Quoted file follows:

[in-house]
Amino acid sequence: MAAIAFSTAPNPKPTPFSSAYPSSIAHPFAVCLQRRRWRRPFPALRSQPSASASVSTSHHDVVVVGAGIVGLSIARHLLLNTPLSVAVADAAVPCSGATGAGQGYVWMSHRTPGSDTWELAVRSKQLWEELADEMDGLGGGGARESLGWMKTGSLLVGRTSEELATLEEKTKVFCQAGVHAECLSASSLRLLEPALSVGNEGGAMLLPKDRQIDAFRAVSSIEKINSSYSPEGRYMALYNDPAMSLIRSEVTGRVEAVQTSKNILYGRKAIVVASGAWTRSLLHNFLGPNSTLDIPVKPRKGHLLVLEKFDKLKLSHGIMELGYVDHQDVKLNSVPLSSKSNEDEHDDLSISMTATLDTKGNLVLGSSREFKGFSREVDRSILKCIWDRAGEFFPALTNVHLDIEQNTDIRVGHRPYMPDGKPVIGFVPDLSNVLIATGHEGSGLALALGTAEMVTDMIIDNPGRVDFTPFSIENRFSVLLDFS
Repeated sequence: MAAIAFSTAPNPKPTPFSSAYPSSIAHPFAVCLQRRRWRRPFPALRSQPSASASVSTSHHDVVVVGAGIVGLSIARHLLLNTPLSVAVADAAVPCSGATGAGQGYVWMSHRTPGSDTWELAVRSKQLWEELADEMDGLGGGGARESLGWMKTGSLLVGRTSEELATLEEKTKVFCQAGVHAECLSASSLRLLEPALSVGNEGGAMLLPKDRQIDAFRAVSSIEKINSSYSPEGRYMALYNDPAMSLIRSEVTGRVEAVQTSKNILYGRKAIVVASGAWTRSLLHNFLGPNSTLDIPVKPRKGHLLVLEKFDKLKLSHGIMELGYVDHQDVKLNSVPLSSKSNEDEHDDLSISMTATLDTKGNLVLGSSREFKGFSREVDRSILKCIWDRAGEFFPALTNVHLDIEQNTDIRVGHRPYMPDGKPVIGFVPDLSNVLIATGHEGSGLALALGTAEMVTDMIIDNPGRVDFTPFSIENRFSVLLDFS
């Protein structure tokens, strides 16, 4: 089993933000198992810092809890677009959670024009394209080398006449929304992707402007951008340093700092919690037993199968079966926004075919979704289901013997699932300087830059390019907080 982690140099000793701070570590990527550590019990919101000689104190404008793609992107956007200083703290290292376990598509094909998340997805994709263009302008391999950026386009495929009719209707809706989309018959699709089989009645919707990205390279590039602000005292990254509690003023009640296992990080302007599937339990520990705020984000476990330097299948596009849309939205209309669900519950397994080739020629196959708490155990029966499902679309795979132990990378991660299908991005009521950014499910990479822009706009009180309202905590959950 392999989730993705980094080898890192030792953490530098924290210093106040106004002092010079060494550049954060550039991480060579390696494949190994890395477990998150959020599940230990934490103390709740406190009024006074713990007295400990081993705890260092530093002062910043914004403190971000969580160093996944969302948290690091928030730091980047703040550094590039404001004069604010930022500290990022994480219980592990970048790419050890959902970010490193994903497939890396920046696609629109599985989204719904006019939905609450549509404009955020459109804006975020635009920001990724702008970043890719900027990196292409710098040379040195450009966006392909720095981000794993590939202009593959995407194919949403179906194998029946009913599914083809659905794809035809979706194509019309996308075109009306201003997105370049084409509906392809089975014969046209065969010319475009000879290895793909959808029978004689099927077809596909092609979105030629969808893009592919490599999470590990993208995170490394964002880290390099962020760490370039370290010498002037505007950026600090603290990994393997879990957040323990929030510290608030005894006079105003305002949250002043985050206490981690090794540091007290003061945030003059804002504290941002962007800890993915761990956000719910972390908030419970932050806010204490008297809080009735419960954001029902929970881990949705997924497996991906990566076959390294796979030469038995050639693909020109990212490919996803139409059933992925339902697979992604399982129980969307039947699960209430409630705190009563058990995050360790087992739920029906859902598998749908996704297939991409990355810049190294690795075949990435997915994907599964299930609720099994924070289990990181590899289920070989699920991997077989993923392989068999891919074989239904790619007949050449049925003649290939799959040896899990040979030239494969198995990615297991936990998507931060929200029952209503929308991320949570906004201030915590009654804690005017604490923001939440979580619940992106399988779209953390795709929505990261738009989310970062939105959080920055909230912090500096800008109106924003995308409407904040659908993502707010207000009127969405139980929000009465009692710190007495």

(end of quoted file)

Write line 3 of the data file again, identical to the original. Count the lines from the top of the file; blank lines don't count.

Repeated sequence: MAAIAFSTAPNPKPTPFSSAYPSSIAHPFAVCLQRRRWRRPFPALRSQPSASASVSTSHHDVVVVGAGIVGLSIARHLLLNTPLSVAVADAAVPCSGATGAGQGYVWMSHRTPGSDTWELAVRSKQLWEELADEMDGLGGGGARESLGWMKTGSLLVGRTSEELATLEEKTKVFCQAGVHAECLSASSLRLLEPALSVGNEGGAMLLPKDRQIDAFRAVSSIEKINSSYSPEGRYMALYNDPAMSLIRSEVTGRVEAVQTSKNILYGRKAIVVASGAWTRSLLHNFLGPNSTLDIPVKPRKGHLLVLEKFDKLKLSHGIMELGYVDHQDVKLNSVPLSSKSNEDEHDDLSISMTATLDTKGNLVLGSSREFKGFSREVDRSILKCIWDRAGEFFPALTNVHLDIEQNTDIRVGHRPYMPDGKPVIGFVPDLSNVLIATGHEGSGLALALGTAEMVTDMIIDNPGRVDFTPFSIENRFSVLLDFS